Intersections: Feeling flush over a taboo topic

I am sitting on a gray, velvet, diamond-tufted couch in a top-floor apartment that overlooks Los Angeles. The view is breathtaking. There are hookah pipes strewn around on tables outside and a Mariah Carey song is the background music of the day.

But I’m not here to talk about organizing parties or how “Always Be My Baby” is Carey’s best song ever (you can argue this point with me later.)

I’m here to talk about something a little less appropriate when it comes to polite conversation, something taboo, something there’s no good word for when you’re trying to explain what it is you’re actually talking about.

I’m here to talk about going to the bathroom, or perhaps, bathroom posture, I should say. Burbank resident Bud Lavassani, creator of the “Step and Go” is telling me how I’ve been doing it all wrong.

There’s a better way to eliminate, he says. That’s why he’s created the “Step and Go,” a plastic attachment that fits snugly around the base of your toilet, elevating your feet and leading to more, ahem, “comfortable elimination.”

This position, the modern-day reincarnation of squatting — which is what humans have done for millennia — helps in alleviating your bowels completely.

This, says Lavassani, is “a natural option and a healthy option to get rid of their existing problems such as hemorrhoids and constipation and other lower-digestive-tract issues.”

I’d be skeptical, but at the risk of providing you with too much information, I’ve been trying out Lavassani’s product for the past few weeks

The difference is noticeable.

In fact, doctors and medical experts advocate it. Squatting, they say, is the best posture for defecation, a practice that went away with the invention of the flushing toilet in the 16th century. It can help alleviate a slew of issues such as inflammatory bowel disease and appendicitis.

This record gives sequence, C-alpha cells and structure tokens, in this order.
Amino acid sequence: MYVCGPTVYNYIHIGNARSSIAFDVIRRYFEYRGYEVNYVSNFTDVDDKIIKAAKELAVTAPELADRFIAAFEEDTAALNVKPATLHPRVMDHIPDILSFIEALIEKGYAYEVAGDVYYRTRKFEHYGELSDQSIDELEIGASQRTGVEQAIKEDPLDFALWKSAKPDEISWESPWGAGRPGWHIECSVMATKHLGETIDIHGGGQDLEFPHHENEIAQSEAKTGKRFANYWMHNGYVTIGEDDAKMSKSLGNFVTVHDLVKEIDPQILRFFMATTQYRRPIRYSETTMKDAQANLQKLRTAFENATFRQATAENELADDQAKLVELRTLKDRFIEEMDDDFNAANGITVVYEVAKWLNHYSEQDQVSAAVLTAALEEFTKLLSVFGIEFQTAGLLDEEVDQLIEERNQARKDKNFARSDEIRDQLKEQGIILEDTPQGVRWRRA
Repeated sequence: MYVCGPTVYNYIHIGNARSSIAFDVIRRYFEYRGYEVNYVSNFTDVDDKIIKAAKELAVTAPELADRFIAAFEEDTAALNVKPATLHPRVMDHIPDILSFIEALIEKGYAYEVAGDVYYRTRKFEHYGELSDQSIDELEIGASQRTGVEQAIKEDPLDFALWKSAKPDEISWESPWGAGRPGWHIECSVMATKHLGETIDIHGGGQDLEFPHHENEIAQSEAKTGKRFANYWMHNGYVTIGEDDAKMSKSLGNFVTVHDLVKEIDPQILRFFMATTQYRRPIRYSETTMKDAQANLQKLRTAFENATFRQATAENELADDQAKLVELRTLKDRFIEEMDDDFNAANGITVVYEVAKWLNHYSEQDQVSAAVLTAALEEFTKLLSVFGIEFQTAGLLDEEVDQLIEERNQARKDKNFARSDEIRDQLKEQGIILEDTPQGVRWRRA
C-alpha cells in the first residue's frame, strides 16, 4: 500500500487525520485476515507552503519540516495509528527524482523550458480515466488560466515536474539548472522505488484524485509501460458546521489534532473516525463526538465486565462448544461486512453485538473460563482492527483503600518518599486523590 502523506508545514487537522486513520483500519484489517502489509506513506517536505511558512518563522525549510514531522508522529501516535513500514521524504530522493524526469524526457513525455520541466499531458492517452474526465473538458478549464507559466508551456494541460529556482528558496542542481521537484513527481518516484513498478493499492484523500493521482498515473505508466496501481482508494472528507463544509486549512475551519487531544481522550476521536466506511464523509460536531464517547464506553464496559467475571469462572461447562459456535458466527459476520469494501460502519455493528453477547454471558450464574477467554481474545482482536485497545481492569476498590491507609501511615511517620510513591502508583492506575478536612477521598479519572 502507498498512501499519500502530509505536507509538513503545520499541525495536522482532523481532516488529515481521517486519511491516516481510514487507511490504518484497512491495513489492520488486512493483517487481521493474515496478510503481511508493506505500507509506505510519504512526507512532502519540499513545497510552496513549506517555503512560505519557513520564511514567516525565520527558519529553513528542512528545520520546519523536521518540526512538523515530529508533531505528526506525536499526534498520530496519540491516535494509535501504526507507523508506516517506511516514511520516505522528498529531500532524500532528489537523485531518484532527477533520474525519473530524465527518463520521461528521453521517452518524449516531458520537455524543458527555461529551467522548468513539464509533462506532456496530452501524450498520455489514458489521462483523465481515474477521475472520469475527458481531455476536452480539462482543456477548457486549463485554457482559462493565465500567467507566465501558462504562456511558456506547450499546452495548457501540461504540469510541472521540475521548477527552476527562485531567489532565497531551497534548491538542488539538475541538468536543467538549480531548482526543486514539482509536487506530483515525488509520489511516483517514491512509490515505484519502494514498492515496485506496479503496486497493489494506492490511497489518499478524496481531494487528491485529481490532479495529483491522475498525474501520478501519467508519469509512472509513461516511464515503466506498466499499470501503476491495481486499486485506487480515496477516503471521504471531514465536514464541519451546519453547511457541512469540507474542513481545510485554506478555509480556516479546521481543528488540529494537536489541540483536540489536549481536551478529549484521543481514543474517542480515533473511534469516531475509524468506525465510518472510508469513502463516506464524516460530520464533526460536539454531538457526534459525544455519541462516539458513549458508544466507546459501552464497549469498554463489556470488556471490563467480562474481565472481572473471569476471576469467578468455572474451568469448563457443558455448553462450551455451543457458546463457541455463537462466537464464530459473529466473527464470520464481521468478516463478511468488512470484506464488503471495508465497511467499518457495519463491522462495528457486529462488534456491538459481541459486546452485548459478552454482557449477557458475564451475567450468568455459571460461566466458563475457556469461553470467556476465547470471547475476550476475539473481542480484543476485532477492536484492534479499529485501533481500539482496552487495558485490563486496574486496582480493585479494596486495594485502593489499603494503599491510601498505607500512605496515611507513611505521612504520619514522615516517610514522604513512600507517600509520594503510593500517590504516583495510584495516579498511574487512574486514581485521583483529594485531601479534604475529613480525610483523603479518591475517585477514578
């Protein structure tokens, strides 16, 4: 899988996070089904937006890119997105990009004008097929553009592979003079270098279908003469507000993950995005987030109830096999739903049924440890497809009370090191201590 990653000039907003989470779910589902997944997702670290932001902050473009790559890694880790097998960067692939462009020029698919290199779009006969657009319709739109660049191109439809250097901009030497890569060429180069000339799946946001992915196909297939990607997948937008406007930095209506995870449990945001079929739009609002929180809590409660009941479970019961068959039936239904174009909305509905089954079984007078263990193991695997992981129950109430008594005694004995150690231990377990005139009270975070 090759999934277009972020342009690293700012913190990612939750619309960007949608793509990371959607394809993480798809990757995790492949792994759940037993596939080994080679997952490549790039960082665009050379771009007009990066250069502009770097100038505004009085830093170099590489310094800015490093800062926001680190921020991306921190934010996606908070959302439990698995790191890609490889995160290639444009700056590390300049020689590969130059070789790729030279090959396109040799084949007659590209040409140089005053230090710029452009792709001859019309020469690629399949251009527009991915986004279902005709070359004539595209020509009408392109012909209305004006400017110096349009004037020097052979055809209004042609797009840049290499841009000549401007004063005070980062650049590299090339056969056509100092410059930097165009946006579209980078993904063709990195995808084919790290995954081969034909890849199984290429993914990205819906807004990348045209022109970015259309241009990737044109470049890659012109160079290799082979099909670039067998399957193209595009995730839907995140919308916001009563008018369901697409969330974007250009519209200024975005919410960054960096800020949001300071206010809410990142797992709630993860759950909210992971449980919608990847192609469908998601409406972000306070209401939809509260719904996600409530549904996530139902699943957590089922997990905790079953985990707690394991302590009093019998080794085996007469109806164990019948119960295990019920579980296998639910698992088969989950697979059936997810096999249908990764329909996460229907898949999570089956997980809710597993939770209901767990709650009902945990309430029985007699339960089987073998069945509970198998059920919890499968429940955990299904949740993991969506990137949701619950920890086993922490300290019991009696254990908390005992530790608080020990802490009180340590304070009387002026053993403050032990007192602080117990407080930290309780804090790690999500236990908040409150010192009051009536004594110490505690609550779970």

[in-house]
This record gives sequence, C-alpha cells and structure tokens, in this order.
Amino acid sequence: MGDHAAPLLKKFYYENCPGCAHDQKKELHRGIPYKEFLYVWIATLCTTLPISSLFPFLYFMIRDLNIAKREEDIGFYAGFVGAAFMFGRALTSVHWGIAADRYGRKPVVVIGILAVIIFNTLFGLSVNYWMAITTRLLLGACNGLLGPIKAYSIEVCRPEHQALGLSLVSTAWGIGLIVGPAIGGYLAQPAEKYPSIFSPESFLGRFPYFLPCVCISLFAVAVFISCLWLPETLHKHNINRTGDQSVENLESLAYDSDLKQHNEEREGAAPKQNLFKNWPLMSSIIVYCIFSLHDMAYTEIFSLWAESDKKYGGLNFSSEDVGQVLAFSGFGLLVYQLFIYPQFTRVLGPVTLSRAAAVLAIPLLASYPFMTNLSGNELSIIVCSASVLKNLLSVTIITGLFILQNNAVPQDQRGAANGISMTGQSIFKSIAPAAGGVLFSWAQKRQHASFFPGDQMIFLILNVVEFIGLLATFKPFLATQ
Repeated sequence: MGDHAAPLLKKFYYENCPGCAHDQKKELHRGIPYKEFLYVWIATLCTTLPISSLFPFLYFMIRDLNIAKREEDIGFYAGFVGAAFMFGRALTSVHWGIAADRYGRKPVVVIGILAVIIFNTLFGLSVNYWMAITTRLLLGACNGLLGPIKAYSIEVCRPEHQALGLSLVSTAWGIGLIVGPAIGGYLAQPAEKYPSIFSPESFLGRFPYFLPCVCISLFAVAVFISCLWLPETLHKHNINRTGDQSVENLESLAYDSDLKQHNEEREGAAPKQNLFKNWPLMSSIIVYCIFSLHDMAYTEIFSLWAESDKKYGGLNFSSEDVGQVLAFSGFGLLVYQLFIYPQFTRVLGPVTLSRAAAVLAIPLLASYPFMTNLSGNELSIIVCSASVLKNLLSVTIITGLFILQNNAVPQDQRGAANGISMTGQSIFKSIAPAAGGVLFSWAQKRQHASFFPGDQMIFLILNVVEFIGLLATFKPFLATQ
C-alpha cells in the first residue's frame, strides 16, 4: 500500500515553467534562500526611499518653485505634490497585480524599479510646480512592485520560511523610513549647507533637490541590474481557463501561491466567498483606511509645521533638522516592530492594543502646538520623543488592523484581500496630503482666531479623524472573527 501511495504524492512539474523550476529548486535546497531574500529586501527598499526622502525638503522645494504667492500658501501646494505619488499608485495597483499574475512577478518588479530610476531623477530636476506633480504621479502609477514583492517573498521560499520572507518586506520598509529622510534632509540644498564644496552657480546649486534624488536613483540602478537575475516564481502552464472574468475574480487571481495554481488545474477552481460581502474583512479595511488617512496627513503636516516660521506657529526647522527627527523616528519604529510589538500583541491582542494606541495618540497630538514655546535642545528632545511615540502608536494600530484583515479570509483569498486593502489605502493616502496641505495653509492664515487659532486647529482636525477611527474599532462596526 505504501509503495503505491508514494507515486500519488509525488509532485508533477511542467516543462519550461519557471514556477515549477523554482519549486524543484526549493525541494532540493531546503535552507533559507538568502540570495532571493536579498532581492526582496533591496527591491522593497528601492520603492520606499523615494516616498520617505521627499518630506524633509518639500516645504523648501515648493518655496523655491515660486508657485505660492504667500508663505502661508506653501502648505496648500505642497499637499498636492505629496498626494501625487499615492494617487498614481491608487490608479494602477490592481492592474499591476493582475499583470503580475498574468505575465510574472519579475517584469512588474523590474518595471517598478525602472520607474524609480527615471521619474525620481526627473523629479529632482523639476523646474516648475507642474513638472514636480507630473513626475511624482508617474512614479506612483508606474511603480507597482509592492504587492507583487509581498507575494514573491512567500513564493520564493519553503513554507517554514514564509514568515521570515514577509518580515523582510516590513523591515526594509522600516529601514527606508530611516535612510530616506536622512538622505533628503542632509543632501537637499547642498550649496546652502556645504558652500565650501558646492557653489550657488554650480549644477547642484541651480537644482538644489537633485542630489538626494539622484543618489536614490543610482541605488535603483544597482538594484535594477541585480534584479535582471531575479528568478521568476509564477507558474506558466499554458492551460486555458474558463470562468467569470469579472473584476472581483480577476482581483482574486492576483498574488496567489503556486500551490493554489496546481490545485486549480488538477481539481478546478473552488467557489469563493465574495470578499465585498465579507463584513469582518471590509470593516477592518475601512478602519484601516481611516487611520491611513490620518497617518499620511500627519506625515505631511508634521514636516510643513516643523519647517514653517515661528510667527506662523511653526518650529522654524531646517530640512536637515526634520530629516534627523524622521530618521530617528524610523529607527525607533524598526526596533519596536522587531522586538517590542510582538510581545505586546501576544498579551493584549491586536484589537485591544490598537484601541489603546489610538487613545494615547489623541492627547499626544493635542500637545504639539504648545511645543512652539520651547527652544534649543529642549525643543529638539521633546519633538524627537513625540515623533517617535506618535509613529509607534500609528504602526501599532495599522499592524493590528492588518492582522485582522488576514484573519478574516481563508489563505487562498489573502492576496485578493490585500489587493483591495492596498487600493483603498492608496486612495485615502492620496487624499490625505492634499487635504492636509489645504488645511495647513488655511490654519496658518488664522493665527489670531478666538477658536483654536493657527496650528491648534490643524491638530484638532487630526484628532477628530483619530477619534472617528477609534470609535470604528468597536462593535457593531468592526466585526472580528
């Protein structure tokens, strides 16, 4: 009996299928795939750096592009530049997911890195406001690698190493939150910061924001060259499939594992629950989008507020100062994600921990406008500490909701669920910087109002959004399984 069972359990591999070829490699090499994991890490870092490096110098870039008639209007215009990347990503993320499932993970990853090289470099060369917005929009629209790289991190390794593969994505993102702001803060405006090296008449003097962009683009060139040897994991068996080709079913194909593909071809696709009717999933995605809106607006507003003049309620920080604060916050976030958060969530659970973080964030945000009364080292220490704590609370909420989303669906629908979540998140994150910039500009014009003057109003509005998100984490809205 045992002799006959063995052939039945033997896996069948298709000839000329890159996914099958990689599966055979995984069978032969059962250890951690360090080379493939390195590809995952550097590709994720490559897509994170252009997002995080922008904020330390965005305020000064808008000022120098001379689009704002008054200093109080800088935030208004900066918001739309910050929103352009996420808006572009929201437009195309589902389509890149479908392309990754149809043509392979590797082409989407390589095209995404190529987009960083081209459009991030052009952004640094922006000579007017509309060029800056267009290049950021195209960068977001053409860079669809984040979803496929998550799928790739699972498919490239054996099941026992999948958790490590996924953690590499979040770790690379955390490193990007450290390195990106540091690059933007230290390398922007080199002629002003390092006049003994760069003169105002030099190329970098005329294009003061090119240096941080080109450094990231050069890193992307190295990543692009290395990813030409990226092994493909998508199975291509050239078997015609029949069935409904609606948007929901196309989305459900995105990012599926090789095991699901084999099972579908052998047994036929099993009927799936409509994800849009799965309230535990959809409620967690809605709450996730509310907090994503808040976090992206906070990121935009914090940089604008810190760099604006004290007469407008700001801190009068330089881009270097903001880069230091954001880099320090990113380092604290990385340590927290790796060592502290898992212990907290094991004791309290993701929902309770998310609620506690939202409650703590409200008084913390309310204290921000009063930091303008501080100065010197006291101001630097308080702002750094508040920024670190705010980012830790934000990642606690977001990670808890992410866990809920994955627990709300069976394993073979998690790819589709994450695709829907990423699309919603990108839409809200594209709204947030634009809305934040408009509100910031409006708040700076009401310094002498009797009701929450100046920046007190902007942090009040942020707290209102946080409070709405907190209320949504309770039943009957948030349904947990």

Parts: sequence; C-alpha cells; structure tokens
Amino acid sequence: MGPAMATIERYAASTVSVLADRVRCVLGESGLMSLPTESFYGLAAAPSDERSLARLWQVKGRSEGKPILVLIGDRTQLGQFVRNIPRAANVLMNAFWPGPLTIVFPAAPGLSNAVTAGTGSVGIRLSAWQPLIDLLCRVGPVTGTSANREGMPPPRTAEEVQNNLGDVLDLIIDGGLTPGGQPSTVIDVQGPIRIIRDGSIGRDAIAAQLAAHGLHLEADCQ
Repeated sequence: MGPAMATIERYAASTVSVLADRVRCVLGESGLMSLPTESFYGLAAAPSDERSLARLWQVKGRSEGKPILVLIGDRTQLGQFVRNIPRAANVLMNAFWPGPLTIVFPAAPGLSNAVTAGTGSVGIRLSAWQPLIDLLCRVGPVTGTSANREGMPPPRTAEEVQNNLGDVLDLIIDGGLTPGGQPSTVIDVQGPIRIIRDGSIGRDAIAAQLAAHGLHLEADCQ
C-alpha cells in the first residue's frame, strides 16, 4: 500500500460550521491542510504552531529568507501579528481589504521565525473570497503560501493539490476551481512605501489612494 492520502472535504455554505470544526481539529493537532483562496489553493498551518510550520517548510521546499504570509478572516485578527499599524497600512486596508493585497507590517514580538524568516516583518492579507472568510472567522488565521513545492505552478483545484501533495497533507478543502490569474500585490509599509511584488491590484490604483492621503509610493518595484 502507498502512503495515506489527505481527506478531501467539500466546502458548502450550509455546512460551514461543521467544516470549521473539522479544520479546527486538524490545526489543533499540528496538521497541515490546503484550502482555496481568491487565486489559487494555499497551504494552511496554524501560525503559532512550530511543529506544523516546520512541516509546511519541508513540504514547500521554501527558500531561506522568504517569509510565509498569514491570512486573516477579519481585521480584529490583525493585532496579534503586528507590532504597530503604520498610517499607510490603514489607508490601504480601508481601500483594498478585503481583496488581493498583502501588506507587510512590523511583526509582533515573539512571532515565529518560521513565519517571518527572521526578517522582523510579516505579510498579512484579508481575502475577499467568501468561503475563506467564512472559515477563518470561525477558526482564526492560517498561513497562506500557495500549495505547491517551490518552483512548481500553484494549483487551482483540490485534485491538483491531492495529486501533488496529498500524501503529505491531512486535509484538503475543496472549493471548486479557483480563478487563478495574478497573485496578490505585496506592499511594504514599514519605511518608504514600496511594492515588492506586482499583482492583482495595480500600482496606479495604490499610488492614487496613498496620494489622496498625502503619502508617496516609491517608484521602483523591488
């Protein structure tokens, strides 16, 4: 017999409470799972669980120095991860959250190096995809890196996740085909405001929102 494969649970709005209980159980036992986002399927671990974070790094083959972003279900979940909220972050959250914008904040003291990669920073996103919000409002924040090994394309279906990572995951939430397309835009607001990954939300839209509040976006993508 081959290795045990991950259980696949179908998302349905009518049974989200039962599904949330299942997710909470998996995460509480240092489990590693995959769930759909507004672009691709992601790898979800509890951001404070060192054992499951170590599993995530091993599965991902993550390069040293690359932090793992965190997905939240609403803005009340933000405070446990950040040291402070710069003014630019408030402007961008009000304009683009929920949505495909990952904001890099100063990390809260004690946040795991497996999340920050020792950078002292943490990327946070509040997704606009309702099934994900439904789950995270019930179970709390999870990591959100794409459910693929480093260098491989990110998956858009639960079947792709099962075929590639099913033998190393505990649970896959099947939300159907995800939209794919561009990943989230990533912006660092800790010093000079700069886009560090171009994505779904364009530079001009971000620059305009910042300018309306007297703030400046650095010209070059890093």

While the concept seems quite foreign and even a bit uncouth to Western audiences, the practice is still very common and widespread in places like Asia, the Middle East and Africa.

Lavassani, along with his brother Fred and business partner Michael Halioua, are on a mission to revolutionize how Americans are going to the bathroom with the “Step and Go.”

Their story is at heart a classic East meets West immigrant’s tale. Lavassani and his family emigrated from Iran to escape the aftermath of the 1978 Iranian revolution. When he came to the United States, , Lavassani was 10 years old and couldn’t speak English.

Now, after a successful career in the casino industry, he’s focused his efforts on creating something that will make a difference in people’s lives, at least where the toilet is concerned.

The “Step and Go” team is using their hybrid upbringing to help change perceptions about a taboo topic.

In fact, Lavassani got the idea while having a talk with his uncle back home in Tehran about his digestive problems.

His uncle told him, “I think it has something to do with the toilet you’re using.”

That’s when Lavassani had his Eureka moment. Of course, the fact that he was at the dog park having a phone conversation with his uncle while watching his dog squat helped move the idea along, too.

“You know I’m listening to my uncle talk about how squatting is natural and I see my dog at the dog park squatting, so I thought ‘hey there might be some weird truth to this thing.’”

“The Step and Go,” whose wooden prototype was built thanks to Burbank-based EBN Construction & Plumbing, isn’t the first squatting product on the market and perhaps it won’t be the last, but Lavassani and his partners are dedicated to making what they’ve come up with an affordable solution that can be disseminated more widely than ever before.

The plastic attachment retails for under $20 on their website.

He’s hoping that if more people just give it a try, it might change the way they go about their business in the bathroom.

It’s a subject we don’t want to talk about, but with a clogged colon responsible for so many health problems, maybe we should start. As Lavassani says, “Not only is it important to know what you put in your mouth, but how it comes out.”


LIANA AGHAJANIAN is a Los Angeles-based journalist whose work has appeared in L.A. Weekly, Paste magazine, New America Media, Eurasianet and The Atlantic. She may be reached at

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